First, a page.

Jean-Luc Ponty ‘Original Album Series Vol. 2’ 5 CD Box Set (Warner Brothers) 3/5

jean-luc-pontyFrench jazz violinist Jean-Luc Ponty was a prodigious talent, born in Paris of musician-teachers, and initially trained in classical music at the Paris Conservatoire. By the mid-1960s his attention had shifted to jazz and he performed with the George Duke trio and, then briefly, alongside John McLaughlin as part of the Mahavishnu Orchestra, though the two musicians fell out over a contractual dispute concerning the ownership of a Ponty composition. Volume 1 in this budget price series focused on the early period as a leader when Ponty signed for Atlantic records and cut arguably his finest music was recorded between 1975 and 1978 when the band sounded fresh. Albums such as ‘Aurora’ and ‘Imaginary Voyage’ have stood the test of time and combine virtuosity with melodic compositions and are near definitive examples of jazz-rock. This new box set takes over the story in 1979 when Ponty recorded his sixth album for Atlantic with ‘A taste for passion’ and goes through to 1983 while he was resident in Los Angeles. Overall, while there is undoubtedly no shortage of virtuoso performances and a consistently high level of performance from the musicians, the music itself began to become formulaic in nature and by the early 1980s technological innovations in the use of instrumentation had resulted in the sound of individual musicians being lost to some extent. Paradoxically, just as Jean-Luc Ponty’s band became a more cohesive whole, the period of jazz-rock’s dominance was coming to an end and the collection has something of an end of era feel, though not without its individual charms.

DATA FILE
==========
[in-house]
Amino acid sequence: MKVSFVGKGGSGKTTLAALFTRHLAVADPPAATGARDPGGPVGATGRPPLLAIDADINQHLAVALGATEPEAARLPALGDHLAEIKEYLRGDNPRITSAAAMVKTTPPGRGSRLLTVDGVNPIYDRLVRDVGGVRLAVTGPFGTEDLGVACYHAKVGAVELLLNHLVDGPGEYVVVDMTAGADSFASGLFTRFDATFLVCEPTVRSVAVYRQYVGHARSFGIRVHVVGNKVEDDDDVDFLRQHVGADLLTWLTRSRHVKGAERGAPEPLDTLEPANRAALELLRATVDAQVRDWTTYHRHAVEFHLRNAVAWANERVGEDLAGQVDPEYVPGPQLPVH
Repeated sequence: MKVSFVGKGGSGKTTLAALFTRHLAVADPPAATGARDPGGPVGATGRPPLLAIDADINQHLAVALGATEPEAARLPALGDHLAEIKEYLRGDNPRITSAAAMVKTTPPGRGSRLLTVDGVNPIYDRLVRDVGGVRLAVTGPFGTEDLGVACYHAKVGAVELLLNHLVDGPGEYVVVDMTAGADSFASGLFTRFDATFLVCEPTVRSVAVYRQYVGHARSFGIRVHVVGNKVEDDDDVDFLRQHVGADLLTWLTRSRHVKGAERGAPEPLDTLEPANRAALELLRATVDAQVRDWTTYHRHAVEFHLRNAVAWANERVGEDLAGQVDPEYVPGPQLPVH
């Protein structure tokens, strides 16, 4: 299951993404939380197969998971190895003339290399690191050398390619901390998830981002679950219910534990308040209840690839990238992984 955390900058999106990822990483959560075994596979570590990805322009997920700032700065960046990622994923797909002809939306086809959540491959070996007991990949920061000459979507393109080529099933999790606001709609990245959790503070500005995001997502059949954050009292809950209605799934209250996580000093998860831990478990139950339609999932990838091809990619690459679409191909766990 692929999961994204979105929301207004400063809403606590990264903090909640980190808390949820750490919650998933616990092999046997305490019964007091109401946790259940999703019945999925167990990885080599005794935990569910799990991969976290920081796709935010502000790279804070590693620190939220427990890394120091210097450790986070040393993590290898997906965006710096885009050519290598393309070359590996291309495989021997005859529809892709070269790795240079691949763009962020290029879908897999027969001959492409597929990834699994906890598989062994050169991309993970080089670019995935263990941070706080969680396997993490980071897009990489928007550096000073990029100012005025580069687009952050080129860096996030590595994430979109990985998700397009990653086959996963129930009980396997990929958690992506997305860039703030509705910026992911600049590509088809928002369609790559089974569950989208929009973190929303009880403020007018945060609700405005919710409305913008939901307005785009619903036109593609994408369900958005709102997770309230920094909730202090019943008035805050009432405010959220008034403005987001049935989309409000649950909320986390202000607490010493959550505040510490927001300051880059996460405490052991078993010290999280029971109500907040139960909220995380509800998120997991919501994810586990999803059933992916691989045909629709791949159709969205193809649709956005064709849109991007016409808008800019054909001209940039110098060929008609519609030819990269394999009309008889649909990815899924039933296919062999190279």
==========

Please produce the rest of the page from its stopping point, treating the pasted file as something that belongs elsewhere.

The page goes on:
Beginning with ‘A taste for passion’ (1979), Ponty and his six piece group were far more controlled in outlook and consequently the music contained a good deal less freedom. At best, the folk-jazz sensibility of ‘Beach girl’ harked back to a more acoustic sound. However, the ARP synthesizer made its appearance on the album and was a sign that technical gimmickry was about to compete with individual musicianship. A first live album, ‘Jean-Luc Pony Live’, surfaced in 1978 and was a recording made in Los Angeles. It contained extended versions of favourite pieces from the previous period 1976-1977 such as parts one and two of ‘Aurora’ from his second album and parts three and four from his third album, ‘Imaginary Voyage’. This is probably the strongest of any of the albums contained in this selection and comprised the same band line-up as on ‘Cosmic Messenger’.

What was significant, however, was that none of the more recent numbers were considered worthy of inclusion. For ‘Civilised Evil’ (1980), the group was reduced to five with a brand new line-up and the sound was considerably more orchestrated with a more prominent use of synthesizers. ‘Mystical adventure’ continued in much the same vein. The band was increasingly being diverted by new electronic technology and, ironically a newly revamped Mahavishnu Orchestra still under John McLaughlin was heading in a similar direction with a seeming obsession for the synthesizer guitar and the synclavier. Pat Metheny would later take up the latter instrument and incorporate it into his own group sound. ‘Mystical adventures’ (1982) was another average recording where Ponty had, it seems, run out of new melodic compositions and fell back on a cover of Stevie Wonder’s ‘As’ and it does stand out as out of kilter with the rest.

More of a solo album project than a group one, ‘Individual choice’ (1983) is more of a personal experiment with Ponty on electronic violin over a sea of layered synthesizers. Guitarist Alan Holdsworth guests on a couple of numbers, but this a long way from either the early Atlantic albums, or the looser live album and as such jazz-rock fans may not appreciate the departure. Nonetheless, it is a worthy project in its own right and an indication that Ponty the musician was still striving to move forward. Jean-Luc Ponty would go on to record another two albums for Atlantic from the 1980s neither of which were particularly memorable and by then the synthesizer had largely taken over from his former trademark acoustic sound.

Tim Stenhouse